Doors open at 6:30 p.m. Complimentary appetizers provided. Free and open to the public.
Meet Nettie Crook, Nellie Tayloe Ross, Dr. Susan Anderson, Dr. Byrd Howell Granger and Florence Lawrence – the courageous and fascinating women whose lives became a part of the lore of the West! Travel back in time to hear stories of real women who made a significant impact on the West, be entertained with lively, historical portrayals and go on an educational adventure with the Unconventional Women of the West. Put on by The Legendary Ladies, a non-profit educational women’s organization.
Nettie Crook made the strange and long trip on what's known as the Orphan Train. No one ever told her why her parents were giving her up. Together with her five-year-old identical twin sister, Nellie, the girls end up on display in various small towns, where prospective parents examine and select children for adoption. The girls were eventually selected by Mr. and Mrs. Chapin in South Dakota. The hardships Nettie faced as a young girl trying to create a new life shape the adult woman she would become.
Nellie Tayloe Ross became the first woman in the U.S. to be elected governor, being sworn in as the 14th governor of Wyoming in 1925. Despite only serving one term, her political career continued into positons within the federal government. She was appointed as the first female director of the U.S. Mint by President Franklin Roosevelt in 1933, serving five terms before retiring in 1953.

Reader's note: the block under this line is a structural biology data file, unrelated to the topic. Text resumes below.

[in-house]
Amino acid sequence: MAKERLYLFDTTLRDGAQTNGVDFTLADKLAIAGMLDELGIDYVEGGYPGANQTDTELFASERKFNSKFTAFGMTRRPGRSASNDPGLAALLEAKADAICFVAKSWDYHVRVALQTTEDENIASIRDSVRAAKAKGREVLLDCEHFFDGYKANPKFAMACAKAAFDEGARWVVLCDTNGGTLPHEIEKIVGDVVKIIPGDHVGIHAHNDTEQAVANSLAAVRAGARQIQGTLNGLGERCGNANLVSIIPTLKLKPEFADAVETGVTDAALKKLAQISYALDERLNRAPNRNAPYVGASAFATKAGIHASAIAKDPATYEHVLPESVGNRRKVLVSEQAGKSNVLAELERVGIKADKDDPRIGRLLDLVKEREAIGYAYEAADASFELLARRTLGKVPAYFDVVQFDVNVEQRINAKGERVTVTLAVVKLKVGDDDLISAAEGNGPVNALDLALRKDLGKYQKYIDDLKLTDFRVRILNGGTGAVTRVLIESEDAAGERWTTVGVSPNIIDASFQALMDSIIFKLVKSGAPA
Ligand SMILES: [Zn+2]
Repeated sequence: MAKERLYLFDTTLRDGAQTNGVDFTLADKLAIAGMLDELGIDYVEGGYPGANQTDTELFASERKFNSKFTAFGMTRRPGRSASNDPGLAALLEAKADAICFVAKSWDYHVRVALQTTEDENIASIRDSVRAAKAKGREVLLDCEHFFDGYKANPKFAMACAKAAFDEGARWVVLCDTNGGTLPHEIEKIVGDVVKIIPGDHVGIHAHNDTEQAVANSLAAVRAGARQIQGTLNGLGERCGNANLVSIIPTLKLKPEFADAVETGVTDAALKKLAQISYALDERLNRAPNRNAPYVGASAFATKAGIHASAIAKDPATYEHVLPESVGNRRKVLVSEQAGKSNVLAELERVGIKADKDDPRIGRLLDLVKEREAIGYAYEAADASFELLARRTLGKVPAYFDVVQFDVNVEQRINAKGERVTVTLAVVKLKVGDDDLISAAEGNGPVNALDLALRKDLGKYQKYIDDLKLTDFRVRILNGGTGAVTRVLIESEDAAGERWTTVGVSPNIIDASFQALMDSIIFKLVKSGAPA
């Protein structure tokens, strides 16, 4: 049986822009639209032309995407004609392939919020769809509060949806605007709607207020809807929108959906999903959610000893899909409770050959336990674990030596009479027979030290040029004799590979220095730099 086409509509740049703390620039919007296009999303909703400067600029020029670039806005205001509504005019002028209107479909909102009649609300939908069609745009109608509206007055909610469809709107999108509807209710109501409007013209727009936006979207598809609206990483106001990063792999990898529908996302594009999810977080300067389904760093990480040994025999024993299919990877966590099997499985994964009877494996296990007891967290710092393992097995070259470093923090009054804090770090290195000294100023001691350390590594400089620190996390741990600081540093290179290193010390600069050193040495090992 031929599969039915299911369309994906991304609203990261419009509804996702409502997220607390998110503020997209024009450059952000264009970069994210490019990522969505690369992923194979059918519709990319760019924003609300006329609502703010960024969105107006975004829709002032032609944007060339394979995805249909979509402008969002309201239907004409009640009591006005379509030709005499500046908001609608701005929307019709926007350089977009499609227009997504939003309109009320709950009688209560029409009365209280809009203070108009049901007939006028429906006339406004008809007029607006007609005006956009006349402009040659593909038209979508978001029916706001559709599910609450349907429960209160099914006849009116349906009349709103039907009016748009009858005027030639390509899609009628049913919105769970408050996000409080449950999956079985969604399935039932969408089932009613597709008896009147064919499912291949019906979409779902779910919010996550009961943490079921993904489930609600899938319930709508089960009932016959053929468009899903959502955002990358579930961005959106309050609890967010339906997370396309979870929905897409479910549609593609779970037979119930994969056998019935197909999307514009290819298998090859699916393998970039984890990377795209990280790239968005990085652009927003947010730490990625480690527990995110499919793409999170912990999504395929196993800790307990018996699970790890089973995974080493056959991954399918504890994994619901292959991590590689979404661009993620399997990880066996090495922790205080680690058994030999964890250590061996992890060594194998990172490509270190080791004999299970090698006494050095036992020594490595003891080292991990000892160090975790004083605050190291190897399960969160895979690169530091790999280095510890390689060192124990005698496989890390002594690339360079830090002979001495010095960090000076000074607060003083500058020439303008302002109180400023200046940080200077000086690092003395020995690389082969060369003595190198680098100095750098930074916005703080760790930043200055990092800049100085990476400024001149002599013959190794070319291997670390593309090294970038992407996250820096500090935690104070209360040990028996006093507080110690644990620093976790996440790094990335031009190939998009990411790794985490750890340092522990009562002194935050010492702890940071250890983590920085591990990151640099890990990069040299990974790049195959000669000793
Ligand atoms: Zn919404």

Dr. Susan Anderson is better known in Colorado as “Doc Susie.” She made her way to Cripple Creek, Colorado after the gold rush and became a physician in 1897. Although she attempted to practice medicine in several Colorado cities, she eventually ended up in Fraser, where she was the only physician for 49 years. Her practice included a wide range of patients and conditions, from childbirth to pneumonia during the 1918 flu pandemic.
Dr. Byrd Howell Granger joined the military during World War II, becoming a member of the Women Airforce Service Pilots (WASP) Squadron in 1942. She was one of the first women to complete cadet flight training, eventually becoming a commanding officer in the Air Transport Command. Air transport was responsible for ferrying aircraft, from trainers to bombers, to locations throughout the U.S. After the war, she became an English instructor at the University of Arizona, eventually earning her M.A. from there, and a Ph.D. in English from UCLA. After retiring from academia, Granger documented her military experience in the book On Final Approach: The Women Airforce Service Pilots of W.W.II.
Florence Lawrence was a Canadian-American stage performer and film actress who is known for being "The First Movie Star." She was the first film actor to be named publicly. At the height of her fame in the 1910s, she was known as “The Biograph Girl” for work as one of the leading ladies in silent films from the Biograph Company. She appeared in almost 300 films for various motion picture companies throughout her career.